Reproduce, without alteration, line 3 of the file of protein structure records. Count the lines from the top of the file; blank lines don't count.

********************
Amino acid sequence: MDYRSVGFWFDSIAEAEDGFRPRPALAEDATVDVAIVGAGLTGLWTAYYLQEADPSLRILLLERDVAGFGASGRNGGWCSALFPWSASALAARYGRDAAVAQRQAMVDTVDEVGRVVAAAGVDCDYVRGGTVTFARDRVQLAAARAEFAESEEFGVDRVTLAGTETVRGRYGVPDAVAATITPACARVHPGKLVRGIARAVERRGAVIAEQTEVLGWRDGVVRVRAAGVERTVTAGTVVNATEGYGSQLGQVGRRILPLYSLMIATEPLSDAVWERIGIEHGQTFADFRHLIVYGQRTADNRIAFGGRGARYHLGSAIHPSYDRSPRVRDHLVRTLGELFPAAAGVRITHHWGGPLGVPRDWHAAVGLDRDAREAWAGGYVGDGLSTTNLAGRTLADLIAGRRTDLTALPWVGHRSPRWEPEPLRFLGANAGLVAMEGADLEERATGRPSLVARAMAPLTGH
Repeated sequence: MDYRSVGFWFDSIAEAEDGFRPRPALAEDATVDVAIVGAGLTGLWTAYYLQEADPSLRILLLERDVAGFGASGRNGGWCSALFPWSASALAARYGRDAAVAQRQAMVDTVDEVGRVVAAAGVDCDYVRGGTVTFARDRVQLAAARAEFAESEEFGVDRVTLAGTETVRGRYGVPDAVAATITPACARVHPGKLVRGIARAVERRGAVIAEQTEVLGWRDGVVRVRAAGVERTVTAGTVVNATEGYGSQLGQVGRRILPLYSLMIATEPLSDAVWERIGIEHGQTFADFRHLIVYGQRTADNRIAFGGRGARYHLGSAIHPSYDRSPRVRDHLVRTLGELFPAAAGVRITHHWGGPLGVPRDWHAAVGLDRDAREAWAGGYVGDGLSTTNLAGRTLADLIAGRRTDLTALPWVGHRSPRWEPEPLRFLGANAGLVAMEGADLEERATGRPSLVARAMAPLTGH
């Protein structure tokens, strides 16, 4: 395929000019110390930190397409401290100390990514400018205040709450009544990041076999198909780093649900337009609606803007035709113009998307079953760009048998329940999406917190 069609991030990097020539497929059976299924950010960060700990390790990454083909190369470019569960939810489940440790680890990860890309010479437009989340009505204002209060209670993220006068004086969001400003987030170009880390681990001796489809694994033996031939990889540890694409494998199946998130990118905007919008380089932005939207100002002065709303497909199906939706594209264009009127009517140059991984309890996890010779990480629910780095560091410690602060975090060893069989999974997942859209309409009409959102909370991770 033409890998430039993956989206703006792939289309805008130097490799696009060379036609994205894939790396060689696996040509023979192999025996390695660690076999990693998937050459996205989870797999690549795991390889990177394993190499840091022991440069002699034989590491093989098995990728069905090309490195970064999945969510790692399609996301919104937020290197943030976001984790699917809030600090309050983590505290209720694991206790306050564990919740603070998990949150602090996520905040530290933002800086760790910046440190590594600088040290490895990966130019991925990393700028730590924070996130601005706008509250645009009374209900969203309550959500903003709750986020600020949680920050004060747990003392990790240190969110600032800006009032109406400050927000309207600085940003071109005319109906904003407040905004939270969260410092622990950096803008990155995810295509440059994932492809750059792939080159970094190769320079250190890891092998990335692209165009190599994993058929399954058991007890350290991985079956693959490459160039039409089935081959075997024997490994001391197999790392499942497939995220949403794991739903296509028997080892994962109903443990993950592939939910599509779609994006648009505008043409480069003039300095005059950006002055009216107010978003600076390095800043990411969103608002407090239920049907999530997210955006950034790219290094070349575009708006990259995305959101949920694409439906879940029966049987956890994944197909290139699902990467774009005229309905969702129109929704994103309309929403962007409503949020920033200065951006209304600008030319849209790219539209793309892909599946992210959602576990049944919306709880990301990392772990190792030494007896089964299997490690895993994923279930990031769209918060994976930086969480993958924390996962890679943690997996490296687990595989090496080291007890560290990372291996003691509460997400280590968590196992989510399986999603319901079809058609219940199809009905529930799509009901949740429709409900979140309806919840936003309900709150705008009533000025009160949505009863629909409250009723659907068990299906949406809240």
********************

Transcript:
């Protein structure tokens, strides 16, 4: 395929000019110390930190397409401290100390990514400018205040709450009544990041076999198909780093649900337009609606803007035709113009998307079953760009048998329940999406917190 069609991030990097020539497929059976299924950010960060700990390790990454083909190369470019569960939810489940440790680890990860890309010479437009989340009505204002209060209670993220006068004086969001400003987030170009880390681990001796489809694994033996031939990889540890694409494998199946998130990118905007919008380089932005939207100002002065709303497909199906939706594209264009009127009517140059991984309890996890010779990480629910780095560091410690602060975090060893069989999974997942859209309409009409959102909370991770 033409890998430039993956989206703006792939289309805008130097490799696009060379036609994205894939790396060689696996040509023979192999025996390695660690076999990693998937050459996205989870797999690549795991390889990177394993190499840091022991440069002699034989590491093989098995990728069905090309490195970064999945969510790692399609996301919104937020290197943030976001984790699917809030600090309050983590505290209720694991206790306050564990919740603070998990949150602090996520905040530290933002800086760790910046440190590594600088040290490895990966130019991925990393700028730590924070996130601005706008509250645009009374209900969203309550959500903003709750986020600020949680920050004060747990003392990790240190969110600032800006009032109406400050927000309207600085940003071109005319109906904003407040905004939270969260410092622990950096803008990155995810295509440059994932492809750059792939080159970094190769320079250190890891092998990335692209165009190599994993058929399954058991007890350290991985079956693959490459160039039409089935081959075997024997490994001391197999790392499942497939995220949403794991739903296509028997080892994962109903443990993950592939939910599509779609994006648009505008043409480069003039300095005059950006002055009216107010978003600076390095800043990411969103608002407090239920049907999530997210955006950034790219290094070349575009708006990259995305959101949920694409439906879940029966049987956890994944197909290139699902990467774009005229309905969702129109929704994103309309929403962007409503949020920033200065951006209304600008030319849209790219539209793309892909599946992210959602576990049944919306709880990301990392772990190792030494007896089964299997490690895993994923279930990031769209918060994976930086969480993958924390996962890679943690997996490296687990595989090496080291007890560290990372291996003691509460997400280590968590196992989510399986999603319901079809058609219940199809009905529930799509009901949740429709409900979140309806919840936003309900709150705008009533000025009160949505009863629909409250009723659907068990299906949406809240």